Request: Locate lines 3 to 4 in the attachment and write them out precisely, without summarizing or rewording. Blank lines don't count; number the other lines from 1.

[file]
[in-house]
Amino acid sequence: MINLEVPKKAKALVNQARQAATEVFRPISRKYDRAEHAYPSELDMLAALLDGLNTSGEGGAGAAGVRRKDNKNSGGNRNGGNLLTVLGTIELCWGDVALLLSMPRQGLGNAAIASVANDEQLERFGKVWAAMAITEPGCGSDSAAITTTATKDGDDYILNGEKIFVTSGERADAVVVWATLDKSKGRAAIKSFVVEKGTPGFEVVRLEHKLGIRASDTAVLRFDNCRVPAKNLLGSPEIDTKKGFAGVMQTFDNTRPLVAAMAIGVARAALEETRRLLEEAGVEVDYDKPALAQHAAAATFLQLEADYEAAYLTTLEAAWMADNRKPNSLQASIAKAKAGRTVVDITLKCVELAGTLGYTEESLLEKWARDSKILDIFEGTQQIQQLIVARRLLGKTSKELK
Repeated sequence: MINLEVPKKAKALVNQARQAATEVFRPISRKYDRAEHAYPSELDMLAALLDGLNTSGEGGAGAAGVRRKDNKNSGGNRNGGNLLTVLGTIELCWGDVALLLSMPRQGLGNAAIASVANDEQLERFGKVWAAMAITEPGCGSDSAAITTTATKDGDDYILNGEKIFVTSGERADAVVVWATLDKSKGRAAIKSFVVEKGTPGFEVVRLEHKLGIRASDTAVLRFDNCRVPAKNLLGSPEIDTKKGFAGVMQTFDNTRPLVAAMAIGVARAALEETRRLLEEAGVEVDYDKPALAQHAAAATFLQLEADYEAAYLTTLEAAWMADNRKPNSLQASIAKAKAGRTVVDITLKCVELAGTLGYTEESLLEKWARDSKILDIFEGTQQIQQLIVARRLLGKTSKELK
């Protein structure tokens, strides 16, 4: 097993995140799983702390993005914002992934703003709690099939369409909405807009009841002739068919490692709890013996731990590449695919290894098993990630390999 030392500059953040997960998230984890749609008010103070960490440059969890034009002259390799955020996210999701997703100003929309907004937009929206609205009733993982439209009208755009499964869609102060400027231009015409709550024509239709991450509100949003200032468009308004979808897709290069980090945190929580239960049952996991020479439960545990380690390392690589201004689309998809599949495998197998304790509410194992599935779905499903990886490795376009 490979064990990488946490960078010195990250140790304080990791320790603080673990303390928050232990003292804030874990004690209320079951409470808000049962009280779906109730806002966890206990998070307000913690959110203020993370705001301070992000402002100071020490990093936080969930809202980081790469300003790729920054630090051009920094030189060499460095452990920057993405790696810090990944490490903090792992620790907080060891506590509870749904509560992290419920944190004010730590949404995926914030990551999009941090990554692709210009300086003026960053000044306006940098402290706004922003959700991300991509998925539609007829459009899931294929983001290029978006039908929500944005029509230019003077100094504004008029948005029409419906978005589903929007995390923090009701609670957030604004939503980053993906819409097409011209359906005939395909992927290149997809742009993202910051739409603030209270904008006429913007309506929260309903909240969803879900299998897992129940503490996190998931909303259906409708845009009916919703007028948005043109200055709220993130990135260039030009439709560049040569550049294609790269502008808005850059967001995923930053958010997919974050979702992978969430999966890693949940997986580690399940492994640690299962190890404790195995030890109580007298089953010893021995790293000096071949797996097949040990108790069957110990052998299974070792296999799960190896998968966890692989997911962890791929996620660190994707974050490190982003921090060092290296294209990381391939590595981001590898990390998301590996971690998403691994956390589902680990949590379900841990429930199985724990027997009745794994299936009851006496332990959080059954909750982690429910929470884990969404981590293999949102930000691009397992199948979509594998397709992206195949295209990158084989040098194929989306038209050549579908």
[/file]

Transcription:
Repeated sequence: MINLEVPKKAKALVNQARQAATEVFRPISRKYDRAEHAYPSELDMLAALLDGLNTSGEGGAGAAGVRRKDNKNSGGNRNGGNLLTVLGTIELCWGDVALLLSMPRQGLGNAAIASVANDEQLERFGKVWAAMAITEPGCGSDSAAITTTATKDGDDYILNGEKIFVTSGERADAVVVWATLDKSKGRAAIKSFVVEKGTPGFEVVRLEHKLGIRASDTAVLRFDNCRVPAKNLLGSPEIDTKKGFAGVMQTFDNTRPLVAAMAIGVARAALEETRRLLEEAGVEVDYDKPALAQHAAAATFLQLEADYEAAYLTTLEAAWMADNRKPNSLQASIAKAKAGRTVVDITLKCVELAGTLGYTEESLLEKWARDSKILDIFEGTQQIQQLIVARRLLGKTSKELK
């Protein structure tokens, strides 16, 4: 097993995140799983702390993005914002992934703003709690099939369409909405807009009841002739068919490692709890013996731990590449695919290894098993990630390999 030392500059953040997960998230984890749609008010103070960490440059969890034009002259390799955020996210999701997703100003929309907004937009929206609205009733993982439209009208755009499964869609102060400027231009015409709550024509239709991450509100949003200032468009308004979808897709290069980090945190929580239960049952996991020479439960545990380690390392690589201004689309998809599949495998197998304790509410194992599935779905499903990886490795376009 490979064990990488946490960078010195990250140790304080990791320790603080673990303390928050232990003292804030874990004690209320079951409470808000049962009280779906109730806002966890206990998070307000913690959110203020993370705001301070992000402002100071020490990093936080969930809202980081790469300003790729920054630090051009920094030189060499460095452990920057993405790696810090990944490490903090792992620790907080060891506590509870749904509560992290419920944190004010730590949404995926914030990551999009941090990554692709210009300086003026960053000044306006940098402290706004922003959700991300991509998925539609007829459009899931294929983001290029978006039908929500944005029509230019003077100094504004008029948005029409419906978005589903929007995390923090009701609670957030604004939503980053993906819409097409011209359906005939395909992927290149997809742009993202910051739409603030209270904008006429913007309506929260309903909240969803879900299998897992129940503490996190998931909303259906409708845009009916919703007028948005043109200055709220993130990135260039030009439709560049040569550049294609790269502008808005850059967001995923930053958010997919974050979702992978969430999966890693949940997986580690399940492994640690299962190890404790195995030890109580007298089953010893021995790293000096071949797996097949040990108790069957110990052998299974070792296999799960190896998968966890692989997911962890791929996620660190994707974050490190982003921090060092290296294209990381391939590595981001590898990390998301590996971690998403691994956390589902680990949590379900841990429930199985724990027997009745794994299936009851006496332990959080059954909750982690429910929470884990969404981590293999949102930000691009397992199948979509594998397709992206195949295209990158084989040098194929989306038209050549579908």